Finally, Scisco's violation is a serious breach of the Court's trust. Id. The Defendant has violated the terms of her release on multiple occasions. Id.

         Pursuant to Rule 59(b) of the Federal Rules of Criminal Procedure, the Recommended Disposition further advises the parties that objections must be filed within fourteen (14) days of service. [Id. at 9.] See 28 U.S.C. § 636(b)(1). No. objections have been filed, and Defendant Scisco submitted a waiver of allocution. [R. 42.] Generally, this Court must make a de novo determination of those portions of the Recommended Disposition to which objections are made. 28 U.S.C. § 636(b)(1)(c). When no objections are made, as in this case, this Court is not required to “review . . . a magistrate's factual or legal conclusions, under a de novo or any other standard.” See Thomas v. Arn, 474 U.S. 140, 151 (1985). Parties who fail to object to a magistrate judge's report and recommendation are also barred from appealing a district court's order adopting that report and recommendation. United States v. Walters, 638 F.2d 947 (6th Cir. 1981). Nevertheless, this Court has examined the record and agrees with Magistrate Judge Ingram's Recommended Disposition. Accordingly, and the Court being sufficiently advised, it is hereby ORDERED as follows:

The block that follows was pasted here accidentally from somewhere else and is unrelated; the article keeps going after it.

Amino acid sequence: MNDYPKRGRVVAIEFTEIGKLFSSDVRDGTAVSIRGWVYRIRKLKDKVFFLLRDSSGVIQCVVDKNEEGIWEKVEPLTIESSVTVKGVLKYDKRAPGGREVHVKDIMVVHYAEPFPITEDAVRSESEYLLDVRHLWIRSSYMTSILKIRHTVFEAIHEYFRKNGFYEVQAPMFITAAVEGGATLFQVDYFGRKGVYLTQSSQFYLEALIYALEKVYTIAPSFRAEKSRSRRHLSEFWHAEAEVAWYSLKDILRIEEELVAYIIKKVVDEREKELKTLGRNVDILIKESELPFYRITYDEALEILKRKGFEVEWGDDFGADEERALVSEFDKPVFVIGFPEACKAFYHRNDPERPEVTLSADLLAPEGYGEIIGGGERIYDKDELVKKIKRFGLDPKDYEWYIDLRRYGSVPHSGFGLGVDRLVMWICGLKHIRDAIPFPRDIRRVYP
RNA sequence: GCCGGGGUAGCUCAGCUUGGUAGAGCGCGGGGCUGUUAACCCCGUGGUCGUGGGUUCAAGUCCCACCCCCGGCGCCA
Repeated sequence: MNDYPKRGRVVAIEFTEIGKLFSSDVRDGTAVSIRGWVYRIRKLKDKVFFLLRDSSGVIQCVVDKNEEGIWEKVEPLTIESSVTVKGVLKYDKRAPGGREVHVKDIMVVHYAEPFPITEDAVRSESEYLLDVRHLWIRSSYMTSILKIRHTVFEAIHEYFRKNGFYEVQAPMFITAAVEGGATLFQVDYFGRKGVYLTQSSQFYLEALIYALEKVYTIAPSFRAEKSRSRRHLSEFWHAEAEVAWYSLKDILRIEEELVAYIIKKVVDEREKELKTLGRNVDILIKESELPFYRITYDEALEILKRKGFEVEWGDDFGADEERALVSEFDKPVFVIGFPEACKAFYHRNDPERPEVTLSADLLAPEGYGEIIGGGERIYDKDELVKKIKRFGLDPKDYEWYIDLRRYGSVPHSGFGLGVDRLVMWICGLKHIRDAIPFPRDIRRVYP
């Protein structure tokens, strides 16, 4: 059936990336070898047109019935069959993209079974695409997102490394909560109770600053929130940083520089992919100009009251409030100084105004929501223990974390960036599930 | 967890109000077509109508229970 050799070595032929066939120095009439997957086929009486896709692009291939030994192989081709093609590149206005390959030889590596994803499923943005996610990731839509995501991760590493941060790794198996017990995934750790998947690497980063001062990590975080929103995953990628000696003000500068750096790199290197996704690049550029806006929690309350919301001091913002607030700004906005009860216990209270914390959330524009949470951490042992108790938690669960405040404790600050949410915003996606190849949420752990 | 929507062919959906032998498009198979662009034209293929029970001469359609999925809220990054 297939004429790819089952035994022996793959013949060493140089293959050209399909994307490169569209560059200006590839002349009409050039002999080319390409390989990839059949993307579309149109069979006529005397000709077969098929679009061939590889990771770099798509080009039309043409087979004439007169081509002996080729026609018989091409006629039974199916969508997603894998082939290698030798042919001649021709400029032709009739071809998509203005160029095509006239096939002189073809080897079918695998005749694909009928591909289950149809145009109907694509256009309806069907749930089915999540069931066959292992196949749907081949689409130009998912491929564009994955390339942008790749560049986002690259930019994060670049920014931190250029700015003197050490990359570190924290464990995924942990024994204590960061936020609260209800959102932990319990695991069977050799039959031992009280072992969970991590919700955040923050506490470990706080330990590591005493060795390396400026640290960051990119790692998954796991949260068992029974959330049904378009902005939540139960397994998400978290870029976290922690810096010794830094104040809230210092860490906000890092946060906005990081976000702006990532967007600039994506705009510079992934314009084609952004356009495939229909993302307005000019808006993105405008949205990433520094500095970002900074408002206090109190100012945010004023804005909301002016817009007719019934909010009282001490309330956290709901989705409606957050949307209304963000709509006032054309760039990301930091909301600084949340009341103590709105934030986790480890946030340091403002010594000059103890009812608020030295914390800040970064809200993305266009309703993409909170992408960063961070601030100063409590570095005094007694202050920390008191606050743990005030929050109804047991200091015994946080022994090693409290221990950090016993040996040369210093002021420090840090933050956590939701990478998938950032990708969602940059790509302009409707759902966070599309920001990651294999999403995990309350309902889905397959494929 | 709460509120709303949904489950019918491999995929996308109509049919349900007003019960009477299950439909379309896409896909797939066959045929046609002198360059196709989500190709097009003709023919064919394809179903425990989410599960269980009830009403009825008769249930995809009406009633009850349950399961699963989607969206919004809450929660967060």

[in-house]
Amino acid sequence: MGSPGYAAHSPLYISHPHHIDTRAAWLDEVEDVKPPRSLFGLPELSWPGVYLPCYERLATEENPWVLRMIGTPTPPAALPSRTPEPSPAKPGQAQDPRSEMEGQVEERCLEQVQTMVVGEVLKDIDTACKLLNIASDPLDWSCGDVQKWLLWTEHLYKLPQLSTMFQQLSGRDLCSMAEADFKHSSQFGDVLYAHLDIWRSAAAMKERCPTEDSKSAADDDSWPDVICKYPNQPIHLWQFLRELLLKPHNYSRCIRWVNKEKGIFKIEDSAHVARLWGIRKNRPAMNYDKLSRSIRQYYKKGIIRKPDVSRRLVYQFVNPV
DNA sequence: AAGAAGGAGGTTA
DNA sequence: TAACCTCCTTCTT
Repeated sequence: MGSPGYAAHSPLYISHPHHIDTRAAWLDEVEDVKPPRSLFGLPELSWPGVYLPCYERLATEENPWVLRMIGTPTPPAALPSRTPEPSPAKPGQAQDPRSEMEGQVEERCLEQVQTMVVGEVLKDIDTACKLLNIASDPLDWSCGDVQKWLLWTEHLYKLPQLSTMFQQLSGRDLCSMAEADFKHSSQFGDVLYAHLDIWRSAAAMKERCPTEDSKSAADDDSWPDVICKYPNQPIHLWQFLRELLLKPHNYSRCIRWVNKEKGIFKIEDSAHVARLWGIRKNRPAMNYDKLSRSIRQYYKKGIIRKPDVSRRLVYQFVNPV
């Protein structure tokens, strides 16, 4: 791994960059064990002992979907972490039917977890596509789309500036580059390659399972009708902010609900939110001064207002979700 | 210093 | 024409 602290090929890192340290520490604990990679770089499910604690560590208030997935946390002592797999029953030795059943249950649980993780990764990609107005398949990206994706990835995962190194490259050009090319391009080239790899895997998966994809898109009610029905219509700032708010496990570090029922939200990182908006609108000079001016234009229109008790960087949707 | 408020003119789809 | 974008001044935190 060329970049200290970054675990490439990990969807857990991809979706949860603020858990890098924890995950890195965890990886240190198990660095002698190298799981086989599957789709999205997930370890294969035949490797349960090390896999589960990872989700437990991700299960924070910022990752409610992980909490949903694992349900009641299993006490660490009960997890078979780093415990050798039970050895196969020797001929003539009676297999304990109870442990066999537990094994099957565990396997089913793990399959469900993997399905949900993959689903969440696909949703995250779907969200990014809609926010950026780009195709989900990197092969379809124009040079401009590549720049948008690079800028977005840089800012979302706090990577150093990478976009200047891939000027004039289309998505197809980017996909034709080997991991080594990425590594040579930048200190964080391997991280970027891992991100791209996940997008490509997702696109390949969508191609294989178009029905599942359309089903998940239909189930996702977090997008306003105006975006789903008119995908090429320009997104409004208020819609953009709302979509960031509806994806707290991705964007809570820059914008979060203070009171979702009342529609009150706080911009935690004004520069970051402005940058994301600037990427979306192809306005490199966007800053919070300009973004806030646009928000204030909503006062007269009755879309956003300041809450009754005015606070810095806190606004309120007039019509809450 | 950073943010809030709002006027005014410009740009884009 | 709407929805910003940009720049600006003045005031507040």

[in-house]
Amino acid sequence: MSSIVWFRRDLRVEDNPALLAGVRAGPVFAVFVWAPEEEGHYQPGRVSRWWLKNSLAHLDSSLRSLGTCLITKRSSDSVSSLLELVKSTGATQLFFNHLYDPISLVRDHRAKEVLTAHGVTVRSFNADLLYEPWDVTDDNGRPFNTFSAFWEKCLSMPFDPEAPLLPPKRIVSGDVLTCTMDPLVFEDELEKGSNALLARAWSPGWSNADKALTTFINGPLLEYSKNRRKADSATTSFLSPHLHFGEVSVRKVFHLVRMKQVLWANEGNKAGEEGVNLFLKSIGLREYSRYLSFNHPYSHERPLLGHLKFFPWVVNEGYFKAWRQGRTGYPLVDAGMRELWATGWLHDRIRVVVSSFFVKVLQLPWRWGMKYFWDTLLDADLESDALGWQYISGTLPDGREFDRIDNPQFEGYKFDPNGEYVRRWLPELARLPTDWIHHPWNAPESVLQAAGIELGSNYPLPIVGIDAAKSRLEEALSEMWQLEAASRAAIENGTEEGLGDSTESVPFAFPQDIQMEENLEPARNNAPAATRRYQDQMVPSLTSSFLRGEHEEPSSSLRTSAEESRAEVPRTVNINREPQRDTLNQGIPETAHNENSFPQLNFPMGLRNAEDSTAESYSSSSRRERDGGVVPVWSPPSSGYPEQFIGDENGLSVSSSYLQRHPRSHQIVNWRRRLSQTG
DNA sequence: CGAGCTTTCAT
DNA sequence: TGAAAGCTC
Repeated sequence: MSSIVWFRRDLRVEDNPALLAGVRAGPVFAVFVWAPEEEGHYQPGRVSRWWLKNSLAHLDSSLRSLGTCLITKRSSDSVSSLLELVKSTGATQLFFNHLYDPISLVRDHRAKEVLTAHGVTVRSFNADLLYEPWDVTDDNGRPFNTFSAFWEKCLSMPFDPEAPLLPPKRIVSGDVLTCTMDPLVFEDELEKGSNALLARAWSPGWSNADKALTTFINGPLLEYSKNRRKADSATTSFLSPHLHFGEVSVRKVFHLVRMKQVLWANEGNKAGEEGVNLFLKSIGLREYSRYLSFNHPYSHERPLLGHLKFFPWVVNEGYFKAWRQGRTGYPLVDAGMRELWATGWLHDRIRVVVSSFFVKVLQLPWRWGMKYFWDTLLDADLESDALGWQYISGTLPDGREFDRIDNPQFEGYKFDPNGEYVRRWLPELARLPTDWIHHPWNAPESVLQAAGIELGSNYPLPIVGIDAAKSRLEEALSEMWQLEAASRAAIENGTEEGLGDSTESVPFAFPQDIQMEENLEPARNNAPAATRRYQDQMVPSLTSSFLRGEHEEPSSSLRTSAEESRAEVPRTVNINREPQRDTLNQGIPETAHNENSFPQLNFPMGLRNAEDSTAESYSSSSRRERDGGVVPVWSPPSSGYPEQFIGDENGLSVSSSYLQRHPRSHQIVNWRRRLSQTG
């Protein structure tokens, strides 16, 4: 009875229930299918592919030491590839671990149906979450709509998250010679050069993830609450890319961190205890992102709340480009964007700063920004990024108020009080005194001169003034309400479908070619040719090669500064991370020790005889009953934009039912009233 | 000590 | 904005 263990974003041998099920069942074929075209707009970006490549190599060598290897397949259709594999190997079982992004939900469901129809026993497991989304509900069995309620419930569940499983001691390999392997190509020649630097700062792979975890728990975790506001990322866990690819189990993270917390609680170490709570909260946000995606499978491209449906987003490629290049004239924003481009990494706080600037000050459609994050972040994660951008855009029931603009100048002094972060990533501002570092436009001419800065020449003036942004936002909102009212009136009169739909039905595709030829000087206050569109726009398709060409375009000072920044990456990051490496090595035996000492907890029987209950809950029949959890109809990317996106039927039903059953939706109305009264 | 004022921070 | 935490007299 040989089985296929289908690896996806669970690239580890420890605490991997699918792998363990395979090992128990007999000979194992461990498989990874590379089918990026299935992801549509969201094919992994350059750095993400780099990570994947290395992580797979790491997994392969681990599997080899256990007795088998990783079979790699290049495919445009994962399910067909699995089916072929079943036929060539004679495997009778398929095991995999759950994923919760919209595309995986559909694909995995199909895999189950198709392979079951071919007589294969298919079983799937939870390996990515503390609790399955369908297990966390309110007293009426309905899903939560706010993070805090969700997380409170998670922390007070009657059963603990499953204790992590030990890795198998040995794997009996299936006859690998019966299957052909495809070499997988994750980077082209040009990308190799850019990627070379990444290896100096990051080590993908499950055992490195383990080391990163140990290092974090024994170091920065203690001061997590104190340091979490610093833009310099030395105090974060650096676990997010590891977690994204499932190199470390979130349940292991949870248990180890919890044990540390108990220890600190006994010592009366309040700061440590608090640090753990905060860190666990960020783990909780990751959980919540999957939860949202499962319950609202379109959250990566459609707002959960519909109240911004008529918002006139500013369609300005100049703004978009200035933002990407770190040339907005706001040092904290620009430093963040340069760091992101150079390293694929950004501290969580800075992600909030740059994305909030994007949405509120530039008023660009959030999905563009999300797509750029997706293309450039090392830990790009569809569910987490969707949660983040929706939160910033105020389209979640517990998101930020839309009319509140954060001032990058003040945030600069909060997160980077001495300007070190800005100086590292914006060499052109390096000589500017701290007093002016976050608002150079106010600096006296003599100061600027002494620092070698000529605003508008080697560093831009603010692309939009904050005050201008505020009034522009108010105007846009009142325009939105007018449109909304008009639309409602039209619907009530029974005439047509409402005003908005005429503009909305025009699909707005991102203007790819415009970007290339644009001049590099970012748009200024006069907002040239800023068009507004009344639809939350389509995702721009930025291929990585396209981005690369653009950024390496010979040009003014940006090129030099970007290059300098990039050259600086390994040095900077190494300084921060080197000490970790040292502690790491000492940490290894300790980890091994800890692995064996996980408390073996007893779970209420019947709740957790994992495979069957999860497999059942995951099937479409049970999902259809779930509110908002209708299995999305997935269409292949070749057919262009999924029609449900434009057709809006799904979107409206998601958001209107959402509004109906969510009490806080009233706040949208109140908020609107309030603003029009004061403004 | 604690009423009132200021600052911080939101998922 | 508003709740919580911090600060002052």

1. The Recommended Disposition [R. 41] as to Defendant Elizabeth Scisco is ADOPTED as and for the Opinion of the Court;

         2. Defendant Scisco is found to have violated the terms of her Supervised Release as set forth in the Report filed by the U.S. Probation Officer and the Recommended Disposition of the Magistrate Judge;

         3. Scisco's Supervised Release is NOT REVOKED;

         4. Ms. Scisco is SENTENCED to serve eight consecutive ...